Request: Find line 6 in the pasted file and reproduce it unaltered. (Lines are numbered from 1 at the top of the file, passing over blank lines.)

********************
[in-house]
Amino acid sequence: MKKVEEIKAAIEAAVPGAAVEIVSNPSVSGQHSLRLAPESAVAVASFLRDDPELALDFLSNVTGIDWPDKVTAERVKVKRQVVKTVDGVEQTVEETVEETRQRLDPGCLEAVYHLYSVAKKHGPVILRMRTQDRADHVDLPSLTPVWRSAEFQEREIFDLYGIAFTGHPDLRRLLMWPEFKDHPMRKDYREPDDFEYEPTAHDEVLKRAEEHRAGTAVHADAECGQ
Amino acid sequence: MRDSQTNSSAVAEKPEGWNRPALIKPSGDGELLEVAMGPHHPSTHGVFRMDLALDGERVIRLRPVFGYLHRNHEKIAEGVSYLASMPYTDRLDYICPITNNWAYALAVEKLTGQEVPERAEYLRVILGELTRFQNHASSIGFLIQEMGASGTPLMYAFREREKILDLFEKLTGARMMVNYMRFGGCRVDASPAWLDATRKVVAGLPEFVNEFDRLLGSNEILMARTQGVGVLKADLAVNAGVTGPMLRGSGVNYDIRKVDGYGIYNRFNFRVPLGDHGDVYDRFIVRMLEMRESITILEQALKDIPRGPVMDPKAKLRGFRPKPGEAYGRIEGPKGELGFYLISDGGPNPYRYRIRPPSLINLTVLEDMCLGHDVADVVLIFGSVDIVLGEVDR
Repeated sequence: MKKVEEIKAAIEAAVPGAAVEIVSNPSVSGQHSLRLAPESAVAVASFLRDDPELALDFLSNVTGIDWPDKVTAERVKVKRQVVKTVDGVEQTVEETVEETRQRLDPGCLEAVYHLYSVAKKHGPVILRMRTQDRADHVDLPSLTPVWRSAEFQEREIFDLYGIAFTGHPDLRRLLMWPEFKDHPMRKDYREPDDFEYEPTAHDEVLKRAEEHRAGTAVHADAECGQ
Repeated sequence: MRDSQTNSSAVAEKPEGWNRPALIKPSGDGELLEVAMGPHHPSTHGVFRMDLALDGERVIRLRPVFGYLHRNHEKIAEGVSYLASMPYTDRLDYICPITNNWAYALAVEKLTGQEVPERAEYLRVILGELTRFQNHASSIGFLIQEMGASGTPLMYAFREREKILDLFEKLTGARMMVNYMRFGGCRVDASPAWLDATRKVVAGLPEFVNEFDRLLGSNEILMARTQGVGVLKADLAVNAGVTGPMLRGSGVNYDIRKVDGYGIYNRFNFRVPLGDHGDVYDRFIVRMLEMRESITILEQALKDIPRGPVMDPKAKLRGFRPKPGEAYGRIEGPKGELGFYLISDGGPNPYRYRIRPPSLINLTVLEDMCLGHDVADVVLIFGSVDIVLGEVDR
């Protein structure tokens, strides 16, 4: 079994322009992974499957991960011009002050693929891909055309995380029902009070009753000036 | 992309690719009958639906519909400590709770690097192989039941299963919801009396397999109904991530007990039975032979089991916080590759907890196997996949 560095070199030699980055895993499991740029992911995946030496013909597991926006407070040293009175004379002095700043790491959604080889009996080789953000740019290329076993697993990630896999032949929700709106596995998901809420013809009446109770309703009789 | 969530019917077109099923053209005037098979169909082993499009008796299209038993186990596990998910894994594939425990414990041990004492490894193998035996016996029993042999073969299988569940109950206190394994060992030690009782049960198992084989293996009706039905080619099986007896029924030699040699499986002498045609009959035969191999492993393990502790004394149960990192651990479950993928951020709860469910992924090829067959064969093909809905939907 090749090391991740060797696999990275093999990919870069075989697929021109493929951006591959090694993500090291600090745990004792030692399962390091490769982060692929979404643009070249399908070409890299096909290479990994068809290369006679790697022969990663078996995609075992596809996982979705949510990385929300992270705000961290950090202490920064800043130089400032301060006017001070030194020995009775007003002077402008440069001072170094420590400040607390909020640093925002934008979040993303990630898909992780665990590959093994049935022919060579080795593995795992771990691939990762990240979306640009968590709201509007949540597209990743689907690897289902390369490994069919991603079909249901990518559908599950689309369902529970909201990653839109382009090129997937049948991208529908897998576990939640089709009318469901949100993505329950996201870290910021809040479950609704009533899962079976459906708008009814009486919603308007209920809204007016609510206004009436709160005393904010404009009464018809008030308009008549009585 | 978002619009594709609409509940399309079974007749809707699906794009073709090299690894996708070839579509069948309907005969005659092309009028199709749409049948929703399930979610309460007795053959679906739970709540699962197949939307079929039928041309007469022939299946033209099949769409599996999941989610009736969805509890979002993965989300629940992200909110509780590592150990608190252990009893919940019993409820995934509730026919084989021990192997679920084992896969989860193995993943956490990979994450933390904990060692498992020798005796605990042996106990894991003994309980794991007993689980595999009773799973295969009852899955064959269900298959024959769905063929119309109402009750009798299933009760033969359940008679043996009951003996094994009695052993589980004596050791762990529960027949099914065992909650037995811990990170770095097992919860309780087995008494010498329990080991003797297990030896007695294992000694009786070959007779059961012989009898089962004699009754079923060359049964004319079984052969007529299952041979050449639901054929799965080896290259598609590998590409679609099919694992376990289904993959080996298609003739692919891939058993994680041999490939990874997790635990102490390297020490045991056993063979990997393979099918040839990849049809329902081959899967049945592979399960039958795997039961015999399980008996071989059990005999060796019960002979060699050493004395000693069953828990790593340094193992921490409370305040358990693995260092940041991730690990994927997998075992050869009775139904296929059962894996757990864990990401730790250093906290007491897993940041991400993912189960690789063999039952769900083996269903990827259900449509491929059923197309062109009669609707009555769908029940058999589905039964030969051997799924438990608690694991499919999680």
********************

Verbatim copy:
């Protein structure tokens, strides 16, 4: 079994322009992974499957991960011009002050693929891909055309995380029902009070009753000036 | 992309690719009958639906519909400590709770690097192989039941299963919801009396397999109904991530007990039975032979089991916080590759907890196997996949 560095070199030699980055895993499991740029992911995946030496013909597991926006407070040293009175004379002095700043790491959604080889009996080789953000740019290329076993697993990630896999032949929700709106596995998901809420013809009446109770309703009789 | 969530019917077109099923053209005037098979169909082993499009008796299209038993186990596990998910894994594939425990414990041990004492490894193998035996016996029993042999073969299988569940109950206190394994060992030690009782049960198992084989293996009706039905080619099986007896029924030699040699499986002498045609009959035969191999492993393990502790004394149960990192651990479950993928951020709860469910992924090829067959064969093909809905939907 090749090391991740060797696999990275093999990919870069075989697929021109493929951006591959090694993500090291600090745990004792030692399962390091490769982060692929979404643009070249399908070409890299096909290479990994068809290369006679790697022969990663078996995609075992596809996982979705949510990385929300992270705000961290950090202490920064800043130089400032301060006017001070030194020995009775007003002077402008440069001072170094420590400040607390909020640093925002934008979040993303990630898909992780665990590959093994049935022919060579080795593995795992771990691939990762990240979306640009968590709201509007949540597209990743689907690897289902390369490994069919991603079909249901990518559908599950689309369902529970909201990653839109382009090129997937049948991208529908897998576990939640089709009318469901949100993505329950996201870290910021809040479950609704009533899962079976459906708008009814009486919603308007209920809204007016609510206004009436709160005393904010404009009464018809008030308009008549009585 | 978002619009594709609409509940399309079974007749809707699906794009073709090299690894996708070839579509069948309907005969005659092309009028199709749409049948929703399930979610309460007795053959679906739970709540699962197949939307079929039928041309007469022939299946033209099949769409599996999941989610009736969805509890979002993965989300629940992200909110509780590592150990608190252990009893919940019993409820995934509730026919084989021990192997679920084992896969989860193995993943956490990979994450933390904990060692498992020798005796605990042996106990894991003994309980794991007993689980595999009773799973295969009852899955064959269900298959024959769905063929119309109402009750009798299933009760033969359940008679043996009951003996094994009695052993589980004596050791762990529960027949099914065992909650037995811990990170770095097992919860309780087995008494010498329990080991003797297990030896007695294992000694009786070959007779059961012989009898089962004699009754079923060359049964004319079984052969007529299952041979050449639901054929799965080896290259598609590998590409679609099919694992376990289904993959080996298609003739692919891939058993994680041999490939990874997790635990102490390297020490045991056993063979990997393979099918040839990849049809329902081959899967049945592979399960039958795997039961015999399980008996071989059990005999060796019960002979060699050493004395000693069953828990790593340094193992921490409370305040358990693995260092940041991730690990994927997998075992050869009775139904296929059962894996757990864990990401730790250093906290007491897993940041991400993912189960690789063999039952769900083996269903990827259900449509491929059923197309062109009669609707009555769908029940058999589905039964030969051997799924438990608690694991499919999680």